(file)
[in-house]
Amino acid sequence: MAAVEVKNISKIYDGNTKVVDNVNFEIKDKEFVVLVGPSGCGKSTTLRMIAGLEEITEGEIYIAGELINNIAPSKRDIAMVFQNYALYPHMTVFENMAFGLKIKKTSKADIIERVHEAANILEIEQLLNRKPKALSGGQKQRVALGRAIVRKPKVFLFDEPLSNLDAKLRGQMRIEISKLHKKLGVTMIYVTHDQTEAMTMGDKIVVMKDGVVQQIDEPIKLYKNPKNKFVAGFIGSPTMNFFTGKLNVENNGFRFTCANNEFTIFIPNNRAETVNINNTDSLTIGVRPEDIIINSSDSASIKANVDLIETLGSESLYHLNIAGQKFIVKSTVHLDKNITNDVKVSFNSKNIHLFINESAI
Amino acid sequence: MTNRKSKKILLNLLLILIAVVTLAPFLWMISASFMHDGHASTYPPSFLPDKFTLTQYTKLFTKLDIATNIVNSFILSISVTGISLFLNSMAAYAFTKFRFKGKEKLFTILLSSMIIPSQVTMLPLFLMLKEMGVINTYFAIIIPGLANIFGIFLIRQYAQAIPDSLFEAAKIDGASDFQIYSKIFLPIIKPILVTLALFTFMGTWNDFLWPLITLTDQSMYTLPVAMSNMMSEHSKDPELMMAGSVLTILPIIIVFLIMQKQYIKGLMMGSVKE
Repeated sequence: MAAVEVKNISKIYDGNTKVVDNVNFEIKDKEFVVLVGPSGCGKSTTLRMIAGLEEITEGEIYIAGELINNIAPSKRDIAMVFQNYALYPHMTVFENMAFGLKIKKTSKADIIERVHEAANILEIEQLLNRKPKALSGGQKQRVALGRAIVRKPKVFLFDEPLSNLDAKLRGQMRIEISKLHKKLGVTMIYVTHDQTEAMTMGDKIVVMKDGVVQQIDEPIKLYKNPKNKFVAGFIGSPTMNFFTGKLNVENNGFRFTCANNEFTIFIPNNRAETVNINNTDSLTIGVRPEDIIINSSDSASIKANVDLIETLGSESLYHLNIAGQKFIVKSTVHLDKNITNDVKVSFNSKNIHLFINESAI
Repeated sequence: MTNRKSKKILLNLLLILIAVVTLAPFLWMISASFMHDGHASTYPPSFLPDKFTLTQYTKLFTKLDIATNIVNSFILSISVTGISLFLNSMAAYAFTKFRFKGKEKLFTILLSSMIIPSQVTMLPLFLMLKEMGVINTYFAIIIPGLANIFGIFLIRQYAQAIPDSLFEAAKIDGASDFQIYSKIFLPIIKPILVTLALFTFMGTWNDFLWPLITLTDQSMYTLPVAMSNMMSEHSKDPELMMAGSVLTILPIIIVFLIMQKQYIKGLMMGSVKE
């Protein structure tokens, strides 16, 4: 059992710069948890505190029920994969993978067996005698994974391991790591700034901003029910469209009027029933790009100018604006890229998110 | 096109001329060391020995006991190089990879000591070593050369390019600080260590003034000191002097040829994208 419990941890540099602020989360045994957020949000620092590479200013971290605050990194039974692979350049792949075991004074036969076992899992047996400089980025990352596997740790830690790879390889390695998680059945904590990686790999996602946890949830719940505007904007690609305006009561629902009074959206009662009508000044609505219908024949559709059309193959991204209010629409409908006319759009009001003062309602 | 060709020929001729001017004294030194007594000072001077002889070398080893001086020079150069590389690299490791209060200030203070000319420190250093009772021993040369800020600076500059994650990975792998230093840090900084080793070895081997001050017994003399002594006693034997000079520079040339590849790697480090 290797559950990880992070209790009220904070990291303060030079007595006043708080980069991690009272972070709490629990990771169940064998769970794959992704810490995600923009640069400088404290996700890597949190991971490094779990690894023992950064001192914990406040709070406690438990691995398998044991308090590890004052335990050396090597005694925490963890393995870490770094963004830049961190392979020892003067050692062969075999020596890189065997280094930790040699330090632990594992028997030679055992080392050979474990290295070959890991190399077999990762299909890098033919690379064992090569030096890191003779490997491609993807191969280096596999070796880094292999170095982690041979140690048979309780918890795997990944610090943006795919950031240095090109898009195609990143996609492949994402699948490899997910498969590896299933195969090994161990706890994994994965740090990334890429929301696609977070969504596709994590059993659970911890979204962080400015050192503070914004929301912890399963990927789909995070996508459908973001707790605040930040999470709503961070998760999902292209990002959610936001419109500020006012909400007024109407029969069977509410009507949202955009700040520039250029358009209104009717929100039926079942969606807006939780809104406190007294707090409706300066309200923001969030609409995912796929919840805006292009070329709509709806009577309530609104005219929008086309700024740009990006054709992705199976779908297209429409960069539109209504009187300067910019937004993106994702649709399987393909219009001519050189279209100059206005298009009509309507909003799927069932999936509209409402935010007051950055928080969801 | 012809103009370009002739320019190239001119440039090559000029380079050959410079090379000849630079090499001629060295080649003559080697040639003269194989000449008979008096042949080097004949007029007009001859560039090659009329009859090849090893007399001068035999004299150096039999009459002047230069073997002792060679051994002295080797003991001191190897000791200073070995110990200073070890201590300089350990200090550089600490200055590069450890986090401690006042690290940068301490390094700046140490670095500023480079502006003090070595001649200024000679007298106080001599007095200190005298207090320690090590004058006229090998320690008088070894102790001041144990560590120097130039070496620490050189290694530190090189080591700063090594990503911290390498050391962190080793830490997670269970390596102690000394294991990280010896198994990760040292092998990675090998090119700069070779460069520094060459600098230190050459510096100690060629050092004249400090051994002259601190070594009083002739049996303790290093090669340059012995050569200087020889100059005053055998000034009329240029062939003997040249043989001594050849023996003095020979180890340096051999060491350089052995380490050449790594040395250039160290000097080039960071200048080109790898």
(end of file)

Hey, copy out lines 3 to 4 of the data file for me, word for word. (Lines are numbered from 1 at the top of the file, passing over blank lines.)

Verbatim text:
Amino acid sequence: MTNRKSKKILLNLLLILIAVVTLAPFLWMISASFMHDGHASTYPPSFLPDKFTLTQYTKLFTKLDIATNIVNSFILSISVTGISLFLNSMAAYAFTKFRFKGKEKLFTILLSSMIIPSQVTMLPLFLMLKEMGVINTYFAIIIPGLANIFGIFLIRQYAQAIPDSLFEAAKIDGASDFQIYSKIFLPIIKPILVTLALFTFMGTWNDFLWPLITLTDQSMYTLPVAMSNMMSEHSKDPELMMAGSVLTILPIIIVFLIMQKQYIKGLMMGSVKE
Repeated sequence: MAAVEVKNISKIYDGNTKVVDNVNFEIKDKEFVVLVGPSGCGKSTTLRMIAGLEEITEGEIYIAGELINNIAPSKRDIAMVFQNYALYPHMTVFENMAFGLKIKKTSKADIIERVHEAANILEIEQLLNRKPKALSGGQKQRVALGRAIVRKPKVFLFDEPLSNLDAKLRGQMRIEISKLHKKLGVTMIYVTHDQTEAMTMGDKIVVMKDGVVQQIDEPIKLYKNPKNKFVAGFIGSPTMNFFTGKLNVENNGFRFTCANNEFTIFIPNNRAETVNINNTDSLTIGVRPEDIIINSSDSASIKANVDLIETLGSESLYHLNIAGQKFIVKSTVHLDKNITNDVKVSFNSKNIHLFINESAI